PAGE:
In his response to this set of questions on July 10, 1604, James Tabor, a notary public who had been intimately involved in all of the Cotton cases (as the registrary, or principal recorder for the Commissary court), for over two years, replied (this is the snippet from last week’s Crocodile):
To the second interrogatory he says and answers that he well remembreth that about a year & a half or 2 years last past, he this deponent hath heard of Hyde or his wife, or John Swetson or his wife, but this deponent sayeth that he doth not remember of which of them nor in what place he heard it, that the said Margaret Cotton did steal a book (as this deponent thinketh Alexis Secrets) from the sayd Hyde’s, and otherwise he knows nothing. (Comm.Ct.II.11, fol. 57)
Elizabeth Parris, who was having a baby while Dorcas and Margaret sparred in her room, recounted Dorcas Swetson’s words to Margaret after the pew insult, in answer to an interrogatory in July 1602:
I would be loath also to be detected as you have been for a book which was taken out of my brother Hyde’s house, which you utterly did deny & forswear before him and the Constable till he took the keys from your girdle by force & looked in a cupboard and there found it. & this she knoweth was spoken in this deponent’s house in her Chamber (about the time articulated) where this deponent then lay in childbed in the presence of Jane Loveday this deponent’s sister, Susan Harrison the wife of North Harrison of Cambridge aforesaid public notary, & of the said Margaret Cotton & Dorcas Swettson who came thither to visit her. (Comm.Ct.II.10, fol. 70, with another version at VCCt.I.75, item 8, leaf 1).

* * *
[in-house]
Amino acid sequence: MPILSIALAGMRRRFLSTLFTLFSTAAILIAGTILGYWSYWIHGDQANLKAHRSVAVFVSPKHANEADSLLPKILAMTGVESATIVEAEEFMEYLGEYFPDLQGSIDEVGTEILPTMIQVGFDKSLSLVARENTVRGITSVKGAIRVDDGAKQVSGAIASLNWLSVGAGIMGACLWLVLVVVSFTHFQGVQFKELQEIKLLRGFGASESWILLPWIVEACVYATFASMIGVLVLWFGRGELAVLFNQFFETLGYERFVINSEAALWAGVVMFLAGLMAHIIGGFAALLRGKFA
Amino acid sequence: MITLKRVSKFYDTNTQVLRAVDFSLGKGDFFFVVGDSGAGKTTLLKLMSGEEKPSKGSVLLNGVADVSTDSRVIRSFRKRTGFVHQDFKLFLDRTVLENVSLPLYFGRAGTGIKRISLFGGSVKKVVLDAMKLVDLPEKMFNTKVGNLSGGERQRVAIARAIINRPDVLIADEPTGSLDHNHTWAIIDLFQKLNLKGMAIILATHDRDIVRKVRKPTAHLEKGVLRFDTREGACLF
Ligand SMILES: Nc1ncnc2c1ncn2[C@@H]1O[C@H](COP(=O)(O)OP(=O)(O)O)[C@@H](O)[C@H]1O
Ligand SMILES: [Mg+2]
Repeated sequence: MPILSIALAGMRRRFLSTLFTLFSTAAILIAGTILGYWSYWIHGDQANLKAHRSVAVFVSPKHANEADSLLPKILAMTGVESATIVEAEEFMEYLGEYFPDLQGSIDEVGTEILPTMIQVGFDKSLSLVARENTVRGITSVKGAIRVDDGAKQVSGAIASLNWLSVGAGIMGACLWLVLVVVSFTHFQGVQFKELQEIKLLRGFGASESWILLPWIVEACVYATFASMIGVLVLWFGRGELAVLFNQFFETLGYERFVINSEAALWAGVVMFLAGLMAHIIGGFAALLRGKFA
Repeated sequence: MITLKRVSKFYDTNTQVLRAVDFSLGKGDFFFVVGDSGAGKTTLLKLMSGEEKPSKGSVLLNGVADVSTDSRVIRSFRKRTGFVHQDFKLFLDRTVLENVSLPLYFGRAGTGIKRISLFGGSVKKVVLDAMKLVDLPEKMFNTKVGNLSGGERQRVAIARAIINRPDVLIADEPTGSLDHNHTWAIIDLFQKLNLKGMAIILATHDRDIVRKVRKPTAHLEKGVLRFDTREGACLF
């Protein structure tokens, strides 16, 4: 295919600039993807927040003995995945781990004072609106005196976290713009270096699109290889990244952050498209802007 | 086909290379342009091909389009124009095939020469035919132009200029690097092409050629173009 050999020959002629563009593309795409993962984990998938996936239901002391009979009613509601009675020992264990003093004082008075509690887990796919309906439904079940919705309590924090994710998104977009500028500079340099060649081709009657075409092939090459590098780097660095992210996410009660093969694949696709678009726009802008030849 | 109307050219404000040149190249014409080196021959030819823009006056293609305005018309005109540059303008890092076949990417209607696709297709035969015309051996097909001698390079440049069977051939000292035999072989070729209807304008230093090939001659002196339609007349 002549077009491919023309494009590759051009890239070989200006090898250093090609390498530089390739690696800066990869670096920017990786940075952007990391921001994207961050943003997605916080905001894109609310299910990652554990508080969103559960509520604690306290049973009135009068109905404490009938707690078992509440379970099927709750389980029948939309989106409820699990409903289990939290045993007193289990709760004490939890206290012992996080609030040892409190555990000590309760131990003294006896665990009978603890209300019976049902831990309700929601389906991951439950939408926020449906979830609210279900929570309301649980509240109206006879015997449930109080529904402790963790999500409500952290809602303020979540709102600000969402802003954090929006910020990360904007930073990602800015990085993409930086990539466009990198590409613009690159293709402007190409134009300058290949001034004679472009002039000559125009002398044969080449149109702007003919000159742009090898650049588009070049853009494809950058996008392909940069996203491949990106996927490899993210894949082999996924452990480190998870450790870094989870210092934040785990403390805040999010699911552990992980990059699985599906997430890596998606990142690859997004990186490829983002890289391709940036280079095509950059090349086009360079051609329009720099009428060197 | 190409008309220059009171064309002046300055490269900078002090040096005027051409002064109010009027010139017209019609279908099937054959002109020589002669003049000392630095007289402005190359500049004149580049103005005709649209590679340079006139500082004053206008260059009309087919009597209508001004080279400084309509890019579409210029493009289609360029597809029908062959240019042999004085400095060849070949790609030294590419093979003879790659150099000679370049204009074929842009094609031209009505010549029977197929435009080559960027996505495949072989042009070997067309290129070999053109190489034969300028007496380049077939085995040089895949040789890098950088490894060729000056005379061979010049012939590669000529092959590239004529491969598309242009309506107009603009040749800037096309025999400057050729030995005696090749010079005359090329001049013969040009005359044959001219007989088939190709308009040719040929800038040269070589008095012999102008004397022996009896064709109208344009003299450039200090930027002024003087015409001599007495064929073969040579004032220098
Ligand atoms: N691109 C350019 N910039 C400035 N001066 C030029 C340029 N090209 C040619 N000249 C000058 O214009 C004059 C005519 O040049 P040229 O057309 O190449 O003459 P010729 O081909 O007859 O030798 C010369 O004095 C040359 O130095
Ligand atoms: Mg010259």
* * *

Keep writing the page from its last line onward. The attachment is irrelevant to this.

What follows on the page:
A few months later, in October 1602, Elizabeth Parris answered questions relating to the nature of the accusation and its impact on Margaret Cotton’s “name, fame, and reputation”:
She thinketh the said Swetson by charging her, Cotton, with the said Book, did accuse the said Cotton of theft or at least with concealing the theft of the said book … She thinketh verily that the credit, name, fame, & reputation of the said Cotton is much impaired since the said words were spoken by the said Dorcas Swetson against her Cotton. (Comm.Ct.II.11, fols. 1-2)
She signs her name in a neat Italic hand:
Joan King, age 24, wife of Edward King, sadler, who was present in Elizabeth’s birthing chamber at the time, agreed with Elizabeth that Cotton’s reputation was impaired. Susan Harrison, age 21, wife of North Harrison, scribe, another eyewitness to the spat, disagreed with Joan, arguing that Cotton’s reputation was tarnished before “the said pretended words were spoke against her by Swetson” (Comm.Ct.II.11, fol. 5v). Mary Curtis, age 28, wife of Luke Curtis, chandler, and Alice Smith, age 26, wife of Samuel Smith, chandler, neither of whom were in the room but had heard about the book theft from Dorcas Swetson at a different time, concurred, saying that it was Cotton’s maid’s words about petty theft that first brought her name, fame, and reputation into question.
The title or content of the book was clearly not of great importance in the interrogatories and depositions of the witnesses from 1602—those questions concerned the act of stealing a book and the denial thereof, rather than the book itself—although there was some debate over whether or not the book was a Bible, as apparent in some of the questions presented by Margaret Cotton in Hyde’s suit against her, that the respondents had to deny or affirm: